- The Premier Italian American Newspaper Since 1931 -
The Cipollino Verde marble cladding in the villa extended from the floor to a height of four feet.

Marble Cutting in the Ancient World

When it comes to ancient Roman Imperial architecture, most people immediately think of white marble statues, columns and building fascia. While it is true that many important buildings and even piazzas were decorated with marble two thousand years ago, it was frequently not white, but colored marble, such as the beautiful green-veined Cipollino Verde, which was extracted from quarries hundreds of miles from Rome itself.

Because marble was very expensive, it was often cut in thin slabs as a cladding over less expensive stone. Unfortunately, no actual remains of marble workshops from the Imperial Era have ever been found. Little is known about the marble processing of the period, but new research sheds light on the subject and the findings are nothing short of remarkable. Researchers have just finished analyzing the marble cladding from a Roman villa dating to the second century AD. They employed special software normally used for the 3-D modeling of geological structures and discovered that when it comes to material waste, the production methods used by the Romans were even more efficient than they are today.

No marble workshops from the era exist, but historians believe the saw mechanism looked something like this.

HIstory of cipollino verde

The researchers examined, photographed and measured 54 restored slabs of Cipollino Verde, each measuring roughly four feet square, which had been used to decorate the walls of the villa. Having found saw marks on one of the slabs, the researchers were able to determine that they had been cut using a water-powered sawmill. Using reconstructions based on the slab patterns, the research team was also able to conclude that the 40 slabs had been sawn from a single marble block weighing roughly four tons.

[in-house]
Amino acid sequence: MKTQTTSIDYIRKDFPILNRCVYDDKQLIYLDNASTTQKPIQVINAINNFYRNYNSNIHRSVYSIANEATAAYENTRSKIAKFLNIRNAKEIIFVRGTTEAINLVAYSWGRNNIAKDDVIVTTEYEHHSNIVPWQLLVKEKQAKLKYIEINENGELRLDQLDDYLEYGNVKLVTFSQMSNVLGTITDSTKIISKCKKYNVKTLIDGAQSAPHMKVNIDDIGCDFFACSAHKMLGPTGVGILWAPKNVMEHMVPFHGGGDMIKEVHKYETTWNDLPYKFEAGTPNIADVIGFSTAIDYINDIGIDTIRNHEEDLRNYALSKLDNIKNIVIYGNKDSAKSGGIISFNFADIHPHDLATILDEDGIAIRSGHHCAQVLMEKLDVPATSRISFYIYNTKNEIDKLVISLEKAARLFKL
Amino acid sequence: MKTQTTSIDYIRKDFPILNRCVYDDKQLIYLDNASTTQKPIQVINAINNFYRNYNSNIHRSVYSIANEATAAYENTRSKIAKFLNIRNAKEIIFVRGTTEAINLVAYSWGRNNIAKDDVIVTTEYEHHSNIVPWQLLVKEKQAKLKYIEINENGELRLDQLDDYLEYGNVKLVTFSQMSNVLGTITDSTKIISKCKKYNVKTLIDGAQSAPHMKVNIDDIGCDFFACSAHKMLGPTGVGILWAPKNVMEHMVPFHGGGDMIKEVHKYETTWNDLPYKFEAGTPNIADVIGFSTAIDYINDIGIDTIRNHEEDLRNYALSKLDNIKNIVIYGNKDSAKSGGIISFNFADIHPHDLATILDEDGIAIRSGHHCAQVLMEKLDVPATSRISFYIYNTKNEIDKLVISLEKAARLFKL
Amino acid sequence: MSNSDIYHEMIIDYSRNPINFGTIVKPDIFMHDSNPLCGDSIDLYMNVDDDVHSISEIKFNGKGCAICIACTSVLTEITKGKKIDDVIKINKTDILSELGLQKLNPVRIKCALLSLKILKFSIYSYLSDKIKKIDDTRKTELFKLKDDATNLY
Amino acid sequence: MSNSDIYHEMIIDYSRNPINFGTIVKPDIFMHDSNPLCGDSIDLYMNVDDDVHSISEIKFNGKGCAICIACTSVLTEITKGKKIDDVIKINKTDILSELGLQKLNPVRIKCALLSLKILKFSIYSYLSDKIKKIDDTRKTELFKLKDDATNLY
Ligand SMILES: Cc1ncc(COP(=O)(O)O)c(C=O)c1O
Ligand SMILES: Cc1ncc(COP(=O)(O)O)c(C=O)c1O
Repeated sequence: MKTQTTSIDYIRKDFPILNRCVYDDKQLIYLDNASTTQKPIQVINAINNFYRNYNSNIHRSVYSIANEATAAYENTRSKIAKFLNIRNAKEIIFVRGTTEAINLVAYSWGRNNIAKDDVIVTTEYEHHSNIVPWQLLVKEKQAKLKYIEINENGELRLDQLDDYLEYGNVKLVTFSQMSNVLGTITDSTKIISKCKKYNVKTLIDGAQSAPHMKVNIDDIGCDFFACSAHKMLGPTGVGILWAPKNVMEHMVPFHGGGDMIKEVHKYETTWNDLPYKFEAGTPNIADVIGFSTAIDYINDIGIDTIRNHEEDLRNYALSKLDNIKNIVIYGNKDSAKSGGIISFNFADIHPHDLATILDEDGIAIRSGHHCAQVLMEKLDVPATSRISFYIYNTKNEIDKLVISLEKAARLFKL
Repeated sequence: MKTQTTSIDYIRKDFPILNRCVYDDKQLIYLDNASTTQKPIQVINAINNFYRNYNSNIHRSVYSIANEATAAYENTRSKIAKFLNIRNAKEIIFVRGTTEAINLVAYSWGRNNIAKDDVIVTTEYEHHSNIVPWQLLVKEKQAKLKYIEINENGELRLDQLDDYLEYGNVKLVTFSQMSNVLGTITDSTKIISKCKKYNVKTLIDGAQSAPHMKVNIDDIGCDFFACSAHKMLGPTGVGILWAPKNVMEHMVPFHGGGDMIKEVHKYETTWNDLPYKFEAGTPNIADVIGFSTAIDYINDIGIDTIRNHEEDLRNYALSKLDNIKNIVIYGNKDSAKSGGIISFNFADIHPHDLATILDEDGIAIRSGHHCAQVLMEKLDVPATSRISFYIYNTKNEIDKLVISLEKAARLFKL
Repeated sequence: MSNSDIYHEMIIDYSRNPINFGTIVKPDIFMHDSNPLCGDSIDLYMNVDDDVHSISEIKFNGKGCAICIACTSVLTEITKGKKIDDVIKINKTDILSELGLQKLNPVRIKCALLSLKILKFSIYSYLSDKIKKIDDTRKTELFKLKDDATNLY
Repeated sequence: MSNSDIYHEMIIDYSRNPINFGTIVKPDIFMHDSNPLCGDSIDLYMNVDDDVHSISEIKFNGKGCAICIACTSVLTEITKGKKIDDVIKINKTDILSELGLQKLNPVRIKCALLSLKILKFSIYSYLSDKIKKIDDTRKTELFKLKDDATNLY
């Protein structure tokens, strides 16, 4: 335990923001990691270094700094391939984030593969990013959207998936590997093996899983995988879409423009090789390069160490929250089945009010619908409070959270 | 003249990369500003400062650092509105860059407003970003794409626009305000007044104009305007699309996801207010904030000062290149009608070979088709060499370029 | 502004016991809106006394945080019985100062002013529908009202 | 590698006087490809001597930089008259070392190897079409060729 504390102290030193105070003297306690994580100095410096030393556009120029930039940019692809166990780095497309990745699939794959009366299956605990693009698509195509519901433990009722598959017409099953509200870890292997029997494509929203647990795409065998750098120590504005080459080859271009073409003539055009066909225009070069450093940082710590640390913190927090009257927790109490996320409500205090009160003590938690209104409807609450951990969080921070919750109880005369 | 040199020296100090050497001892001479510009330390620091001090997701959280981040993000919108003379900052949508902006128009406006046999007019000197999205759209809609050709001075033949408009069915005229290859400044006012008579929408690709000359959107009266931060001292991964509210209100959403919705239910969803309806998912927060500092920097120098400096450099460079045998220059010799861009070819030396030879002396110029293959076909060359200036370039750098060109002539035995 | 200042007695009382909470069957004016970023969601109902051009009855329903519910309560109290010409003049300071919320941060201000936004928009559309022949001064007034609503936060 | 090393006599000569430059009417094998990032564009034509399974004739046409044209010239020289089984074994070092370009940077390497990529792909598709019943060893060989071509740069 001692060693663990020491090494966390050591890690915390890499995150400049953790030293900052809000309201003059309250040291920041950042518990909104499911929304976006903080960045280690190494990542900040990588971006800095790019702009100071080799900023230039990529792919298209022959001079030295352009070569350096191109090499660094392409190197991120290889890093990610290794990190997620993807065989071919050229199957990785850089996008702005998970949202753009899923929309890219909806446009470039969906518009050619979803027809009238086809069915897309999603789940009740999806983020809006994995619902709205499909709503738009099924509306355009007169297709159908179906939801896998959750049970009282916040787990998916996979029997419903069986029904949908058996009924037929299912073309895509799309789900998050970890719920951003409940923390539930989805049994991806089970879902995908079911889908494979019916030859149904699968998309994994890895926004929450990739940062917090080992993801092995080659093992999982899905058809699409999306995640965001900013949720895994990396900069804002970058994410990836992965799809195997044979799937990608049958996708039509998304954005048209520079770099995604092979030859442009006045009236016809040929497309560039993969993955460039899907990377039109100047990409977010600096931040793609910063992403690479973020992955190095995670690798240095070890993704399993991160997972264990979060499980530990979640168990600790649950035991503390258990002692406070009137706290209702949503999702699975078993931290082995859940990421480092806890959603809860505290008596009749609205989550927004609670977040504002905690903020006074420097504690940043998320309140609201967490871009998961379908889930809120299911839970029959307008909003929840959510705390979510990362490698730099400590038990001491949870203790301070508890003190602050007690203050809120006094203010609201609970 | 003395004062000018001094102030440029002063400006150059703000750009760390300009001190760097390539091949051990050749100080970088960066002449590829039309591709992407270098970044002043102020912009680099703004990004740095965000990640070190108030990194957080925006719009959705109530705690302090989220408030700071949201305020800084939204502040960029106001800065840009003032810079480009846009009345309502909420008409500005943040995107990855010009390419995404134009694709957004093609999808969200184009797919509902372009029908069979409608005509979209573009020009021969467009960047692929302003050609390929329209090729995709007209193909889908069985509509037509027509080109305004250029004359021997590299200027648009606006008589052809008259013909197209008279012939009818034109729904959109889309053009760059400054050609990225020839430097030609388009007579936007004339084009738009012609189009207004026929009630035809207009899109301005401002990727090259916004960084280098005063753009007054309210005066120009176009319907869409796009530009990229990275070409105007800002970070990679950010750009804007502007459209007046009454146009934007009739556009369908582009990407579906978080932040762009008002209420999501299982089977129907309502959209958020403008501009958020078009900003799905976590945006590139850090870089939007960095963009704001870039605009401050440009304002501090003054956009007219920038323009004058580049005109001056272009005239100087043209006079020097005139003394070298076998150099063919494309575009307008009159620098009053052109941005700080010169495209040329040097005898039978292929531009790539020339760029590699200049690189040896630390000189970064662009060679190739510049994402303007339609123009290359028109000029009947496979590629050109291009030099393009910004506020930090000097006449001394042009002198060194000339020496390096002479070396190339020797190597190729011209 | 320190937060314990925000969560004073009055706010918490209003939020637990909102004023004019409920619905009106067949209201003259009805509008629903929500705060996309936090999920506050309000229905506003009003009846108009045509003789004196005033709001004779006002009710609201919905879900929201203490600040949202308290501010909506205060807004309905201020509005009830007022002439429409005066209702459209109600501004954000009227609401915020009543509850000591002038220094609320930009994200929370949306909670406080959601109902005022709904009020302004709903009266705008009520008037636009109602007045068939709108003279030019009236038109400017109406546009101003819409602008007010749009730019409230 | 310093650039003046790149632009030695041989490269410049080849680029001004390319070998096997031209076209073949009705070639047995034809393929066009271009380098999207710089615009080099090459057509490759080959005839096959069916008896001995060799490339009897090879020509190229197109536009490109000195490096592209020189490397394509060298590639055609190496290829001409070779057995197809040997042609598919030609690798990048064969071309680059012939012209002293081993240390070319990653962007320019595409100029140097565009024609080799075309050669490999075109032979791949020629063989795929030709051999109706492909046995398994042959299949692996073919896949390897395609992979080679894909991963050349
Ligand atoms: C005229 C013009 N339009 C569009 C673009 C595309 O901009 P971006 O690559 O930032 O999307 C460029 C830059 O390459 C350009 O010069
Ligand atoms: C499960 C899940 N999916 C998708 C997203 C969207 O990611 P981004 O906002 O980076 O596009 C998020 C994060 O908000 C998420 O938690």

The slabs were mounted on the walls in the order in which they were produced and arranged as side by side, book-matched pairs, producing a striking symmetrical pattern. With the help of the software, the researchers created a three-dimensional model of the marble block, which enabled them to draw conclusions about the amount of material waste during production.

A slab of Cipollino Verde cut using modern production methods.

The extraction methods used by the Romans were incredibly sophisticated and efficient. The slabs examined were each about 5/8 of an inch thick, with the gaps between them caused by sawing and subsequent polishing amounting to about 1/4 inch. This means the material that was lost in production was less than 30 percent, a lower percentage than is lost in modern production!

Another aspect of the study determined how much was lost due to breakage. Out of the 42 slabs cut from the single block, two had not been affixed to the walls. It appears that these were broken, perhaps during polishing or transportation, which puts the loss due to breakage at about five percent. This is also low when contrasted to modern standards. The researchers believe the only way that such a low figure could have been achieved would have been by transporting the entre slab to the building site and then cutting, polishing and assembling onsite. It is a seemingly remarkable feat for 1,800 years ago, but to the marble workers of the period, it was just another day on a Roman construction site.

The marble cladding examined from the second century AD was cut from the same slab, polished and book-matched.